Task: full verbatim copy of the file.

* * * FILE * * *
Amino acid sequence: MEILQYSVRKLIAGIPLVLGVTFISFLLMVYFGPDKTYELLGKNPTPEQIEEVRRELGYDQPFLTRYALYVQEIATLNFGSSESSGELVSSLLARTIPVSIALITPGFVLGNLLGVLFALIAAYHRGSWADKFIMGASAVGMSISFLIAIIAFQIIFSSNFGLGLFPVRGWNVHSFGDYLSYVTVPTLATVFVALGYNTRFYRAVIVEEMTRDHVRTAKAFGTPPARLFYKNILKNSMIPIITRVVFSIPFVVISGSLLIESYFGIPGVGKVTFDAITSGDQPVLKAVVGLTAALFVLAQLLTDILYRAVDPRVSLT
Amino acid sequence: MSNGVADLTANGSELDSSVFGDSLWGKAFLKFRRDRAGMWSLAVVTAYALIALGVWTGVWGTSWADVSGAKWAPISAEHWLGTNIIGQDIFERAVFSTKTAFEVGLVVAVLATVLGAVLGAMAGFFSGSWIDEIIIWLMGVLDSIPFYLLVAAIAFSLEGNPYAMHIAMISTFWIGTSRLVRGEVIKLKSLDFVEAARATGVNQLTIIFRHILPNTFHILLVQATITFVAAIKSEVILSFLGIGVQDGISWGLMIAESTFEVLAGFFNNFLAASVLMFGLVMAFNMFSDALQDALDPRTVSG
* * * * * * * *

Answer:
Amino acid sequence: MEILQYSVRKLIAGIPLVLGVTFISFLLMVYFGPDKTYELLGKNPTPEQIEEVRRELGYDQPFLTRYALYVQEIATLNFGSSESSGELVSSLLARTIPVSIALITPGFVLGNLLGVLFALIAAYHRGSWADKFIMGASAVGMSISFLIAIIAFQIIFSSNFGLGLFPVRGWNVHSFGDYLSYVTVPTLATVFVALGYNTRFYRAVIVEEMTRDHVRTAKAFGTPPARLFYKNILKNSMIPIITRVVFSIPFVVISGSLLIESYFGIPGVGKVTFDAITSGDQPVLKAVVGLTAALFVLAQLLTDILYRAVDPRVSLT
Amino acid sequence: MSNGVADLTANGSELDSSVFGDSLWGKAFLKFRRDRAGMWSLAVVTAYALIALGVWTGVWGTSWADVSGAKWAPISAEHWLGTNIIGQDIFERAVFSTKTAFEVGLVVAVLATVLGAVLGAMAGFFSGSWIDEIIIWLMGVLDSIPFYLLVAAIAFSLEGNPYAMHIAMISTFWIGTSRLVRGEVIKLKSLDFVEAARATGVNQLTIIFRHILPNTFHILLVQATITFVAAIKSEVILSFLGIGVQDGISWGLMIAESTFEVLAGFFNNFLAASVLMFGLVMAFNMFSDALQDALDPRTVSG